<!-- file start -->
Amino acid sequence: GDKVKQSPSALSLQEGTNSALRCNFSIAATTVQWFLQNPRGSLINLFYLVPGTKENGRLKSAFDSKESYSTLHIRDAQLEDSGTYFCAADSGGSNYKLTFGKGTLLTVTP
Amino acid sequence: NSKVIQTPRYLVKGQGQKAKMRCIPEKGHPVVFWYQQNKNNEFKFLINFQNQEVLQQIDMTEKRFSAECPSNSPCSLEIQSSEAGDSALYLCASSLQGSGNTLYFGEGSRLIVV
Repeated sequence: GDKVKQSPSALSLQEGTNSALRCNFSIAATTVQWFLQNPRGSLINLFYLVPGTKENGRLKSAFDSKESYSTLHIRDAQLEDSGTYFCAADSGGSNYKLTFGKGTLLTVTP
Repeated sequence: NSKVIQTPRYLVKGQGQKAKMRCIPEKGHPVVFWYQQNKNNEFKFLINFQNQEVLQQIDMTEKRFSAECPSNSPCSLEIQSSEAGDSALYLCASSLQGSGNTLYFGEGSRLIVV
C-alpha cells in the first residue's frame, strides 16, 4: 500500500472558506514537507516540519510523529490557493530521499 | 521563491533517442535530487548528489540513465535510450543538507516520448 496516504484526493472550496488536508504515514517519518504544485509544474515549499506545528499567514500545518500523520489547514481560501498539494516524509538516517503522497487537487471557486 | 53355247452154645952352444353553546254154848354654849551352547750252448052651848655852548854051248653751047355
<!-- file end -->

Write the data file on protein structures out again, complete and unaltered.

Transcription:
Amino acid sequence: GDKVKQSPSALSLQEGTNSALRCNFSIAATTVQWFLQNPRGSLINLFYLVPGTKENGRLKSAFDSKESYSTLHIRDAQLEDSGTYFCAADSGGSNYKLTFGKGTLLTVTP
Amino acid sequence: NSKVIQTPRYLVKGQGQKAKMRCIPEKGHPVVFWYQQNKNNEFKFLINFQNQEVLQQIDMTEKRFSAECPSNSPCSLEIQSSEAGDSALYLCASSLQGSGNTLYFGEGSRLIVV
Repeated sequence: GDKVKQSPSALSLQEGTNSALRCNFSIAATTVQWFLQNPRGSLINLFYLVPGTKENGRLKSAFDSKESYSTLHIRDAQLEDSGTYFCAADSGGSNYKLTFGKGTLLTVTP
Repeated sequence: NSKVIQTPRYLVKGQGQKAKMRCIPEKGHPVVFWYQQNKNNEFKFLINFQNQEVLQQIDMTEKRFSAECPSNSPCSLEIQSSEAGDSALYLCASSLQGSGNTLYFGEGSRLIVV
C-alpha cells in the first residue's frame, strides 16, 4: 500500500472558506514537507516540519510523529490557493530521499 | 521563491533517442535530487548528489540513465535510450543538507516520448 496516504484526493472550496488536508504515514517519518504544485509544474515549499506545528499567514500545518500523520489547514481560501498539494516524509538516517503522497487537487471557486 | 53355247452154645952352444353553546254154848354654849551352547750252448052651848655852548854051248653751047355